The Only Way to Eliminate the Foreclosure Backlog is Through Legislative Action

02/11/2014 02:28 PM (CST)

Nationwide year end reports show there were foreclosure-related actions on nearly 1.4 million U.S. properties in 2013, down 26 percent from 2012 and down 53 percent from the 2.9 million peak in 2010. Nationally, foreclosure filings in 2013 had dropped to the lowest annual total since 2007. However, many judicial states on the East Coast and Midwest are actually experiencing an increase in foreclosures.

According to Stephen P. Wright, an attorney with the Norwalk-based Goldman Gruder Woods, LLC, the promises of the Home Affordable Modification Program (HAMP) that had been established to help about 8 million struggling homeowners at risk of foreclosure never materialized.

As Mr. Wright writes in his recent article, lenders and servicers used its compliance procedure as profit centers.  A recent national study found it would take more than 10 years to resolve all the pending foreclosures in Connecticut, stalling economic recovery and creating untold anxiety for those affected.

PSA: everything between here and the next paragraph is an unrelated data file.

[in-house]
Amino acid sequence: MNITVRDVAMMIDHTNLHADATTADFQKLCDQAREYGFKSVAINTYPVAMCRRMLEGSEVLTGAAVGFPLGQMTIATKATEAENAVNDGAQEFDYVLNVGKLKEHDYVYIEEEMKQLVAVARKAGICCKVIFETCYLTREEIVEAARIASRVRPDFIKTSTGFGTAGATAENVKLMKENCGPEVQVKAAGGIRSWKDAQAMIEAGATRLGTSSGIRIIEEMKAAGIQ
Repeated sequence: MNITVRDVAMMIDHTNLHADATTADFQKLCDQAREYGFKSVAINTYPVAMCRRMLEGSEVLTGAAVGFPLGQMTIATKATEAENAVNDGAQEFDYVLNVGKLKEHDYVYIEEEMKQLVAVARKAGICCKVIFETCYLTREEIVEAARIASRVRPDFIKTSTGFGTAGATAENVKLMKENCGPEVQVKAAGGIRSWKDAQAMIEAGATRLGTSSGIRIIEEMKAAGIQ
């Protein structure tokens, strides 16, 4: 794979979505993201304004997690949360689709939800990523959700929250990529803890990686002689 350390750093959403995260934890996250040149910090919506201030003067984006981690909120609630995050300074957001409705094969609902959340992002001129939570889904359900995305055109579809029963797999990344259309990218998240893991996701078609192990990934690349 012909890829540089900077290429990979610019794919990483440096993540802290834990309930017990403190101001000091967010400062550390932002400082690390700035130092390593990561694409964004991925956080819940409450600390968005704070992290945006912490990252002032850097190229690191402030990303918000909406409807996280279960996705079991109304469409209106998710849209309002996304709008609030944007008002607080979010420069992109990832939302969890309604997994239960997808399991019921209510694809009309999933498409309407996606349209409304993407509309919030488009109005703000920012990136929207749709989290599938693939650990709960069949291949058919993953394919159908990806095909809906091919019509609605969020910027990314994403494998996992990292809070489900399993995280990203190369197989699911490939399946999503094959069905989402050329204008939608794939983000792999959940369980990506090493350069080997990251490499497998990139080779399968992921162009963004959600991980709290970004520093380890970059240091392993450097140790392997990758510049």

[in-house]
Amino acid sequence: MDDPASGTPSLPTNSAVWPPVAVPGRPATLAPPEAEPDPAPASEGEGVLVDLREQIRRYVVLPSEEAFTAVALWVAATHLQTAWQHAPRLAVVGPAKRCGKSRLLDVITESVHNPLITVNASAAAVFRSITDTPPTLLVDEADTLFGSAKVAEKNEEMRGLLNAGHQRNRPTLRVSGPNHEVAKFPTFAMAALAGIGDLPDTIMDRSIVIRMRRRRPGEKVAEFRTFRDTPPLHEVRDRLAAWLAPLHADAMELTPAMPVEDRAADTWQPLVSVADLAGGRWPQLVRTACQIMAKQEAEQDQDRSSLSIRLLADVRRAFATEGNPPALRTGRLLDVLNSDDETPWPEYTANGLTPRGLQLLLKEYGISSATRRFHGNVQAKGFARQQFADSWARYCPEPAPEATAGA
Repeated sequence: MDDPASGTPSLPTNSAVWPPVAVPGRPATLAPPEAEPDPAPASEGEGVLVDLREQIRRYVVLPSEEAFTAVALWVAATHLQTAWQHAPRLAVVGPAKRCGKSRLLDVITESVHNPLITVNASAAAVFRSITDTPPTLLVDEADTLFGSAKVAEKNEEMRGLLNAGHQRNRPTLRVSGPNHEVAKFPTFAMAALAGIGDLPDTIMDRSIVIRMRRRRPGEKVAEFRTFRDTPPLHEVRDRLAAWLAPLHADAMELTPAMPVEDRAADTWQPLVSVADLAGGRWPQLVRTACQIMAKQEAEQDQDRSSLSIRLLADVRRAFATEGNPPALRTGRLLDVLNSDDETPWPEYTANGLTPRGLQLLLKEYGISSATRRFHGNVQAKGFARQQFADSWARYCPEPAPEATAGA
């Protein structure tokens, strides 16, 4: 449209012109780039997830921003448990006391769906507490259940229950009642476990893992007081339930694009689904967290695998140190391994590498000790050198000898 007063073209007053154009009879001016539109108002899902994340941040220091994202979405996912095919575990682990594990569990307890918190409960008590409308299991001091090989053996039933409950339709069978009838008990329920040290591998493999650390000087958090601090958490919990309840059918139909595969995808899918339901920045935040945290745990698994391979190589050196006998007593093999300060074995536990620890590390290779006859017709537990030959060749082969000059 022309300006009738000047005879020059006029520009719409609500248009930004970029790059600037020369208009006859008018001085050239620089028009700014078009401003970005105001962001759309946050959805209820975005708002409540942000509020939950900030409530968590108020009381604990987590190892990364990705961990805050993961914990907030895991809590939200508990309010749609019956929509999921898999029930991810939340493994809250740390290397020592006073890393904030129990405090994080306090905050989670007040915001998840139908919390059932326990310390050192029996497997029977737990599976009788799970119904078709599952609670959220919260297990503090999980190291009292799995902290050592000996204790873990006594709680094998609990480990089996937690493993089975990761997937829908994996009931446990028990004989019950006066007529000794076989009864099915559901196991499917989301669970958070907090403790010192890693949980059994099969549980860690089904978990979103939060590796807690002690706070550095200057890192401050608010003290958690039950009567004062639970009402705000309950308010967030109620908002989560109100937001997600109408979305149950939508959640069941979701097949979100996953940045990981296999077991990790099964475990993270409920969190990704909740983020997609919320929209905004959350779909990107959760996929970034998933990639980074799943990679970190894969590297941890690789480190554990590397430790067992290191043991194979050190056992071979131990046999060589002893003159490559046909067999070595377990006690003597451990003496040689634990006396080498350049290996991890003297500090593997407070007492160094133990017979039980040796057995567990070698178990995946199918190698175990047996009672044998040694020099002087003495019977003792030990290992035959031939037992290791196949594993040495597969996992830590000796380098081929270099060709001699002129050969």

That does not mean we should rush to allow banks to more quickly take peoples' homes. It does mean, however, the system needs to be restructured to be more fair, equitable and timely. Lenders or their servicers have to be held accountable for inexcusable delays. The "disconnect" between lender litigation departments and modification departments has to be eliminated.

As well, borrowers have to make reasoned decisions about the future of their home. The sale of foreclosed properties and properties that are being sold or offered for sale by the buyers on a short sale basis needs to be streamlined to broaden the market of potential buyers.

The delays currently associated with the process have limited the pool of potential buyers of distressed homes to investors because the process takes too much time to complete to attract typical home buyers.

It seems that if the Legislature can pass laws that do not have the intended results, it also can pass laws that rectify the situation, and it should do so in the current session. The housing crisis has gone on long enough; adding another decade to eliminate the foreclosure backlog is unconscionable.